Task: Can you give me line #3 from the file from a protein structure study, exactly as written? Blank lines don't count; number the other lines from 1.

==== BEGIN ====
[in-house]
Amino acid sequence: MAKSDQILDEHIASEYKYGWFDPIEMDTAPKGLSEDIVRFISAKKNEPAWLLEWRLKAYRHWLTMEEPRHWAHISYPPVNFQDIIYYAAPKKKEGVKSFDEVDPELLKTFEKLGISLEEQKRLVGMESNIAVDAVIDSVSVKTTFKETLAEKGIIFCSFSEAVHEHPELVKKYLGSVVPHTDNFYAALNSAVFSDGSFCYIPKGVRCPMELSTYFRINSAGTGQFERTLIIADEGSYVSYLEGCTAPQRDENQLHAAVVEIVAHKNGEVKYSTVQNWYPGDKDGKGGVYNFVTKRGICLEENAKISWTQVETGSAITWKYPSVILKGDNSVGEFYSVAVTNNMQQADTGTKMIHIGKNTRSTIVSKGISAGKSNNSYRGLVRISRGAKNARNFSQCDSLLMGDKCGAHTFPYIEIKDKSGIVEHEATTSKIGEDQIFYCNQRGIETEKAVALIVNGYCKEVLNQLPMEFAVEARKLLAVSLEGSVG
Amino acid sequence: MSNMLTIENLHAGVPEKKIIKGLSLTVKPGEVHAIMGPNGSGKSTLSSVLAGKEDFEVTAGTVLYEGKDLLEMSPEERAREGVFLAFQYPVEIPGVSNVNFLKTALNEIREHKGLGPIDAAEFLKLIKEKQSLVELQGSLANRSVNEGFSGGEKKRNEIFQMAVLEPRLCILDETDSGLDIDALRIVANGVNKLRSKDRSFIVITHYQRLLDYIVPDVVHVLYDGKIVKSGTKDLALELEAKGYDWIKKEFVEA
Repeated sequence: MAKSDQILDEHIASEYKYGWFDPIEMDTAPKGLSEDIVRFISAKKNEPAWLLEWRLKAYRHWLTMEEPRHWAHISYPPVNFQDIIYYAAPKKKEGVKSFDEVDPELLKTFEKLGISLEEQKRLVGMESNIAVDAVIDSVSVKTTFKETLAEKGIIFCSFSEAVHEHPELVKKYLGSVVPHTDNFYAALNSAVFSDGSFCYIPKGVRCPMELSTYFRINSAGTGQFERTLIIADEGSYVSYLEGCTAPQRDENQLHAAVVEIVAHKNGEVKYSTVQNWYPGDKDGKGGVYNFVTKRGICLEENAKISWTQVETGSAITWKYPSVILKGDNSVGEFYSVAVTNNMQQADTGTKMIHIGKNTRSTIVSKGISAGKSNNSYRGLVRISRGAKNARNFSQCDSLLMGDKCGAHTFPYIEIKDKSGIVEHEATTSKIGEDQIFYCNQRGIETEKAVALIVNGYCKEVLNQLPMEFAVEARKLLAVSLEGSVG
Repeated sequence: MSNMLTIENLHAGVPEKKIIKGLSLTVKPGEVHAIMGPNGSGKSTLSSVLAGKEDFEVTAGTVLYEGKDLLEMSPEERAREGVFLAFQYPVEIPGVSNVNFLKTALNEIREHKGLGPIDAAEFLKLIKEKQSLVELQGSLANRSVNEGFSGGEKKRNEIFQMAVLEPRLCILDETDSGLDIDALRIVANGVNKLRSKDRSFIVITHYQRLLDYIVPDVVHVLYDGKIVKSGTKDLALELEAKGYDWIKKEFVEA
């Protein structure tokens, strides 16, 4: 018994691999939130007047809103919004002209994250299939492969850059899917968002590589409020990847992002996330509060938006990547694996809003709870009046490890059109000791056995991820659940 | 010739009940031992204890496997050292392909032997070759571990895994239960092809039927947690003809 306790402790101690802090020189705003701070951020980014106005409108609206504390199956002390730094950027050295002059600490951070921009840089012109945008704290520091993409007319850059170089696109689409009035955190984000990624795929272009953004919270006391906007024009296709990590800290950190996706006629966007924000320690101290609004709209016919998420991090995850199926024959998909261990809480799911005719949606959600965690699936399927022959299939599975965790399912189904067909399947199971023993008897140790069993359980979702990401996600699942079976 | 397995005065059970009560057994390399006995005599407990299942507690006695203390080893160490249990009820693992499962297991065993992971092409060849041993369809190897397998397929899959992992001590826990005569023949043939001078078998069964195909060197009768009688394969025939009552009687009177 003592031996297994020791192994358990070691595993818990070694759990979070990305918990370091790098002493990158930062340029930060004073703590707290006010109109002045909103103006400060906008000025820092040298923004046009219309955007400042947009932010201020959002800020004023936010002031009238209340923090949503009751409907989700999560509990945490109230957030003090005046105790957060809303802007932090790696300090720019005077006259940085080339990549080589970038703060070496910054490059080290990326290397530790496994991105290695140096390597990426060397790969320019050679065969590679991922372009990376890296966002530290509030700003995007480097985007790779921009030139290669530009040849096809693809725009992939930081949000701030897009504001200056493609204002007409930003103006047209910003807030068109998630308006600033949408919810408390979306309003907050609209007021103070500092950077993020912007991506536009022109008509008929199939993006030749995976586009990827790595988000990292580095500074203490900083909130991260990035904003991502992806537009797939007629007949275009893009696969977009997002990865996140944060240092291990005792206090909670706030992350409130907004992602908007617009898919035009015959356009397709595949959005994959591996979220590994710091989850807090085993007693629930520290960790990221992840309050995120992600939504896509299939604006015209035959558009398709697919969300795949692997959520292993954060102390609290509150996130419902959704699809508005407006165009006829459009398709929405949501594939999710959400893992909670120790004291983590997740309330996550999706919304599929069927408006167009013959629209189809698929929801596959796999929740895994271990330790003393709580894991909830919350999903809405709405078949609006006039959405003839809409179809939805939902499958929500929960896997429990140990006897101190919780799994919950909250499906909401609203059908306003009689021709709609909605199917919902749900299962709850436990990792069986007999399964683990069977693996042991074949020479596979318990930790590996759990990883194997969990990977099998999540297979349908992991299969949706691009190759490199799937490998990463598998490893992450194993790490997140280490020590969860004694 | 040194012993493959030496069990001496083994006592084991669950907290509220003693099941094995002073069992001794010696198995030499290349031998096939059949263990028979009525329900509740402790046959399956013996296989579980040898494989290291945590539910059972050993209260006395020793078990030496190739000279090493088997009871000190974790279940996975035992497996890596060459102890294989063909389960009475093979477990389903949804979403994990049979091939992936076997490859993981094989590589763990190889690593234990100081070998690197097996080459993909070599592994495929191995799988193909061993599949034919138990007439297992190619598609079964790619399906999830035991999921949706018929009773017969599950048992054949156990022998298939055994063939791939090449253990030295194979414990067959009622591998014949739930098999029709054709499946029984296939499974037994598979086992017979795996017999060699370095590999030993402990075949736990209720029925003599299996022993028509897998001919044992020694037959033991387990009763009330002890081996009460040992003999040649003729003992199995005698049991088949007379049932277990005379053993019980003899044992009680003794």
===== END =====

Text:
Amino acid sequence: MSNMLTIENLHAGVPEKKIIKGLSLTVKPGEVHAIMGPNGSGKSTLSSVLAGKEDFEVTAGTVLYEGKDLLEMSPEERAREGVFLAFQYPVEIPGVSNVNFLKTALNEIREHKGLGPIDAAEFLKLIKEKQSLVELQGSLANRSVNEGFSGGEKKRNEIFQMAVLEPRLCILDETDSGLDIDALRIVANGVNKLRSKDRSFIVITHYQRLLDYIVPDVVHVLYDGKIVKSGTKDLALELEAKGYDWIKKEFVEA